July 24th, 2006 10:34 PM
DNS client service
Hello Lovely people, got a brain picker here for you. Of late, because of the silly wireless configuration here, sometimes I lose connection to the internet on this xp machine, usually if I have not been on it for say 10 mins. Then when i return and go on the net, it can't resolve anything.
Now up till now, I have been rebooting which, frankly, is a pain, so I nosed about a bit, had a little think, found the services of which I am familiar on windows 95 and 98 OS, and had a snoot about, and restarted the DNS client service, and hey presto, problem solved.
Now I looked on the net, and found a bit saying that this service is not needed, and is recomended disabled, and claims that all that happens is that you go further upstream to resolve names.
Can anyone give me a little more info on this and it's implications for security, stealthand general PC health please.
Sarcasm is a way of life
July 25th, 2006 07:27 AM
What the DNS client does
Basically, the DNC client is a DNS cache - hence it stores resolved addresses
1. fire up Ethereal (Wireshark)
2. Clear the DNS cache: ipconfig /flushdns
3. load http://www.google.com -> Your DNS server is explicitly asked.
4. load http://www.google.com a second time -> The IP number is resolved locally.
If the DNS client is disabled, you will always contact your DNS server to
resolve the name. This slows down the reaction time of your "system"
slightly - very slightly.
If the DNS client is running, several UDP ports are being opened, listening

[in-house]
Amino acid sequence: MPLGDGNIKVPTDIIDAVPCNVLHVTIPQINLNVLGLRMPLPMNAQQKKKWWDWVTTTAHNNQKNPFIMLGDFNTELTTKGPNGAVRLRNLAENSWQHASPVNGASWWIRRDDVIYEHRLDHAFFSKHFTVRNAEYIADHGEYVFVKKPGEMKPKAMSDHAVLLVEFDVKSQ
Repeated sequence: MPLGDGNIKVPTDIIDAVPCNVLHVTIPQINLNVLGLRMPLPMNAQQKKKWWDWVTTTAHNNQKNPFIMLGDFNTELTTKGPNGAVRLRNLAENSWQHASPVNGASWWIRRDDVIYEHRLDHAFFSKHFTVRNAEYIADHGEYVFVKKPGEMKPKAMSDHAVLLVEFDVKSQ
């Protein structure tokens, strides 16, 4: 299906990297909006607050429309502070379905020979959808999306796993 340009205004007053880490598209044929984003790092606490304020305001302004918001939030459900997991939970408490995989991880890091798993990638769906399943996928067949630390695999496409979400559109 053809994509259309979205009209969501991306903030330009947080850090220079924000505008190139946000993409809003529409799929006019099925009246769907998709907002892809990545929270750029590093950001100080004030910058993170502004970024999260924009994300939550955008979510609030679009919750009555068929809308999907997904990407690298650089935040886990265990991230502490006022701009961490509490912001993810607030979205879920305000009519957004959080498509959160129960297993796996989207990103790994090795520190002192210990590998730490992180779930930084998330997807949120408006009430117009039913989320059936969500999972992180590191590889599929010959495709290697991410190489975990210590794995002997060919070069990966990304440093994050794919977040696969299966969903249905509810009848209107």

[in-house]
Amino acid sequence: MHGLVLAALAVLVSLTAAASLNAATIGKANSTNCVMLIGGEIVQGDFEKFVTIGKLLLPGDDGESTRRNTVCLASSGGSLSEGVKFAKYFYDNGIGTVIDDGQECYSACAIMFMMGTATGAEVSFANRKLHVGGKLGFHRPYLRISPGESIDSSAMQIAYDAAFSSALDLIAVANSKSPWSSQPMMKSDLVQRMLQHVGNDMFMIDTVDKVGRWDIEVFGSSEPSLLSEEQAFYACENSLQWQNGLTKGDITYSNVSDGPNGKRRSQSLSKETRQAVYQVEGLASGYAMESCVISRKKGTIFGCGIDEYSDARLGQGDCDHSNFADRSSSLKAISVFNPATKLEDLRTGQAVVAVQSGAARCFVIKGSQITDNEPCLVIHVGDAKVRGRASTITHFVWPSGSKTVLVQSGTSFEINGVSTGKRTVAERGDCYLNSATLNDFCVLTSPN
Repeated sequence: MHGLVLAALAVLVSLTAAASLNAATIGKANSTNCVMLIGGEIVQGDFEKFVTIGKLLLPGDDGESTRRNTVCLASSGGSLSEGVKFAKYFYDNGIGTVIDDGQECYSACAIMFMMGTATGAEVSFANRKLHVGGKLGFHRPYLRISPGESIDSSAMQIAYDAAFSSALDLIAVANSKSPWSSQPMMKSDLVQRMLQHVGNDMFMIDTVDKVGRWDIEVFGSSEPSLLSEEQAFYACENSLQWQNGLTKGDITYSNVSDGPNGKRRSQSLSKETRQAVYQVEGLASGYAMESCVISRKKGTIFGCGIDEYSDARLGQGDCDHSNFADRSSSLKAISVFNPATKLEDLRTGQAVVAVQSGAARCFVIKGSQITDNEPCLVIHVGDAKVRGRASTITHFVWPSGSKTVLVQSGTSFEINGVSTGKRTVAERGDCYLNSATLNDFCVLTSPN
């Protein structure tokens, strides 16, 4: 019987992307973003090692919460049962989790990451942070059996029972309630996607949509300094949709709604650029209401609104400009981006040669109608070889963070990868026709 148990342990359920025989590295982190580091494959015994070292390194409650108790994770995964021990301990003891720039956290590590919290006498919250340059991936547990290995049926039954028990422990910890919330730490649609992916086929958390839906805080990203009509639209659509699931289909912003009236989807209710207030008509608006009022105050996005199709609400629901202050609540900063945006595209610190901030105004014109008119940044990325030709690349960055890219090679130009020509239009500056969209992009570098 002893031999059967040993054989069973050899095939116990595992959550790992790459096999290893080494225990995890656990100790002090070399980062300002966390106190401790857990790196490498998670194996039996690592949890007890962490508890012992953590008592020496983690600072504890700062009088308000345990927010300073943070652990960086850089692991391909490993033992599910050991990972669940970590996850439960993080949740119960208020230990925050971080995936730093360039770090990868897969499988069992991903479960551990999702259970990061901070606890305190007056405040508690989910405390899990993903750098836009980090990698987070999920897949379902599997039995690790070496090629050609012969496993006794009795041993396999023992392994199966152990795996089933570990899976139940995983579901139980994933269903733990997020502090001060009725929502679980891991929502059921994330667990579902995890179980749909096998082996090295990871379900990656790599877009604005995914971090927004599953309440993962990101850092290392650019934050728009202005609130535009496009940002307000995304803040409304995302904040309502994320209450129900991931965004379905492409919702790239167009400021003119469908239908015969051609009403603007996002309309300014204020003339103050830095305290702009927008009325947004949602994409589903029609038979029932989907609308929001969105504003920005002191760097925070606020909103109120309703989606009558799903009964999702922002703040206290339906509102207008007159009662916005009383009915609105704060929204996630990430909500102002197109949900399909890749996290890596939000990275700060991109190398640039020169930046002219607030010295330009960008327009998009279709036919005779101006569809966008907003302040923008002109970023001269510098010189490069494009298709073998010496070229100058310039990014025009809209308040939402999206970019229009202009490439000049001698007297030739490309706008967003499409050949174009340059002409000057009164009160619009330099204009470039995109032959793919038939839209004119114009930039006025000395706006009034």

for 0.0.0.0 (everyone), by a service called dnsrslvr.dll, which runs under
the context of svchost. Using netstat -ano and tasklist /SVC
for further information.
1.thought: On the one hand, a service more increases the complexity of your
system, hence lowers its "security".
2.thought: On the other hand, this particular service allows you to visit
webpages (for example), even if your DNS servers are down. Unlikely, but
3.thought: If the service is not locked down (or your firewall is not configured
properly), you may give some attack surface for DNS poisoning/spoofing from
remote (has happened with bind4; in another context with the DNS cache of
the ISA 2k).
My recommendation: Disable it - if you realise that something is not working
properly, turn it on - but configure your firewall properly (Are you part
of a LAN?).
If the only tool you have is a hammer, you tend to see every problem as a nail.
(Abraham Maslow, Psychologist, 1908-70)